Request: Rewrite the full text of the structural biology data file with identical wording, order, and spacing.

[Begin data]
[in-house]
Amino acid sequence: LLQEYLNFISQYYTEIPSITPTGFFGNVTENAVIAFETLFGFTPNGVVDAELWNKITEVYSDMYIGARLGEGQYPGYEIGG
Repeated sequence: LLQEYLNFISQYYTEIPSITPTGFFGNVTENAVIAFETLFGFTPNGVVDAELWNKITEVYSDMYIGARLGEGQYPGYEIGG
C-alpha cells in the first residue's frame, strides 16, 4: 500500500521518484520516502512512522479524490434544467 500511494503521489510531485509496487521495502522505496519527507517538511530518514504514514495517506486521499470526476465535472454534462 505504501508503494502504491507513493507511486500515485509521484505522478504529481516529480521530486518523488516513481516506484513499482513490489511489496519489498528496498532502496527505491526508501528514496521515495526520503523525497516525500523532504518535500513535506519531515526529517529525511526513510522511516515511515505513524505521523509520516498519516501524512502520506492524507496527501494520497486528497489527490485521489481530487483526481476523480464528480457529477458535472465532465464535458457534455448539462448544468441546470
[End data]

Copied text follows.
[in-house]
Amino acid sequence: LLQEYLNFISQYYTEIPSITPTGFFGNVTENAVIAFETLFGFTPNGVVDAELWNKITEVYSDMYIGARLGEGQYPGYEIGG
Repeated sequence: LLQEYLNFISQYYTEIPSITPTGFFGNVTENAVIAFETLFGFTPNGVVDAELWNKITEVYSDMYIGARLGEGQYPGYEIGG
C-alpha cells in the first residue's frame, strides 16, 4: 500500500521518484520516502512512522479524490434544467 500511494503521489510531485509496487521495502522505496519527507517538511530518514504514514495517506486521499470526476465535472454534462 505504501508503494502504491507513493507511486500515485509521484505522478504529481516529480521530486518523488516513481516506484513499482513490489511489496519489498528496498532502496527505491526508501528514496521515495526520503523525497516525500523532504518535500513535506519531515526529517529525511526513510522511516515511515505513524505521523509520516498519516501524512502520506492524507496527501494520497486528497489527490485521489481530487483526481476523480464528480457529477458535472465532465464535458457534455448539462448544468441546470